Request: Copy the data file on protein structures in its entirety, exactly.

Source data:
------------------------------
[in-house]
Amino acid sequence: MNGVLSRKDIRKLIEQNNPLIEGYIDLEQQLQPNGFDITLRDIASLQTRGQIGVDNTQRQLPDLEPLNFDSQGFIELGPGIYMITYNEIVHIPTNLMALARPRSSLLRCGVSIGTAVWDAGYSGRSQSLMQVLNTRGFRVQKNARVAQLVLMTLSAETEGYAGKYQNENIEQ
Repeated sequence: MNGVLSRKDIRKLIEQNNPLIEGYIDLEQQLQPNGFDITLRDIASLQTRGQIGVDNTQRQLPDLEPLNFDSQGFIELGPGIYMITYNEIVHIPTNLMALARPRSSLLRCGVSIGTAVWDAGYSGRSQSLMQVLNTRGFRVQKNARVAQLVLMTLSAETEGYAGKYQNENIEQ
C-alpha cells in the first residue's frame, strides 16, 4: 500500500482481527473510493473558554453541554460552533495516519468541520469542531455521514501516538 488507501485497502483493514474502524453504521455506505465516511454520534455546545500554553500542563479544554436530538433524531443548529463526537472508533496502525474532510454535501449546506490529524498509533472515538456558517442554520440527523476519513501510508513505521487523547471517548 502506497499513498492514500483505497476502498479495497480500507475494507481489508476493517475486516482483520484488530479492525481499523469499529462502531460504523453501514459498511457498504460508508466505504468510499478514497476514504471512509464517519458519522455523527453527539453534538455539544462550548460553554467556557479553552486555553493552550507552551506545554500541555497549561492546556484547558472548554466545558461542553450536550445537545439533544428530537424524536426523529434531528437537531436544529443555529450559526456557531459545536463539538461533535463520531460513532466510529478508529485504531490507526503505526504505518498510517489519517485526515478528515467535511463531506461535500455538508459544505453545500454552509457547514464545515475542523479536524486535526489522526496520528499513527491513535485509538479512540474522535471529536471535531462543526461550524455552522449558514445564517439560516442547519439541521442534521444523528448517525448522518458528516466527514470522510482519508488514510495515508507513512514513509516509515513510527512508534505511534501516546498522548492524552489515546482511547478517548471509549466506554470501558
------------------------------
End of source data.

[in-house]
Amino acid sequence: MNGVLSRKDIRKLIEQNNPLIEGYIDLEQQLQPNGFDITLRDIASLQTRGQIGVDNTQRQLPDLEPLNFDSQGFIELGPGIYMITYNEIVHIPTNLMALARPRSSLLRCGVSIGTAVWDAGYSGRSQSLMQVLNTRGFRVQKNARVAQLVLMTLSAETEGYAGKYQNENIEQ
Repeated sequence: MNGVLSRKDIRKLIEQNNPLIEGYIDLEQQLQPNGFDITLRDIASLQTRGQIGVDNTQRQLPDLEPLNFDSQGFIELGPGIYMITYNEIVHIPTNLMALARPRSSLLRCGVSIGTAVWDAGYSGRSQSLMQVLNTRGFRVQKNARVAQLVLMTLSAETEGYAGKYQNENIEQ
C-alpha cells in the first residue's frame, strides 16, 4: 500500500482481527473510493473558554453541554460552533495516519468541520469542531455521514501516538 488507501485497502483493514474502524453504521455506505465516511454520534455546545500554553500542563479544554436530538433524531443548529463526537472508533496502525474532510454535501449546506490529524498509533472515538456558517442554520440527523476519513501510508513505521487523547471517548 502506497499513498492514500483505497476502498479495497480500507475494507481489508476493517475486516482483520484488530479492525481499523469499529462502531460504523453501514459498511457498504460508508466505504468510499478514497476514504471512509464517519458519522455523527453527539453534538455539544462550548460553554467556557479553552486555553493552550507552551506545554500541555497549561492546556484547558472548554466545558461542553450536550445537545439533544428530537424524536426523529434531528437537531436544529443555529450559526456557531459545536463539538461533535463520531460513532466510529478508529485504531490507526503505526504505518498510517489519517485526515478528515467535511463531506461535500455538508459544505453545500454552509457547514464545515475542523479536524486535526489522526496520528499513527491513535485509538479512540474522535471529536471535531462543526461550524455552522449558514445564517439560516442547519439541521442534521444523528448517525448522518458528516466527514470522510482519508488514510495515508507513512514513509516509515513510527512508534505511534501516546498522548492524552489515546482511547478517548471509549466506554470501558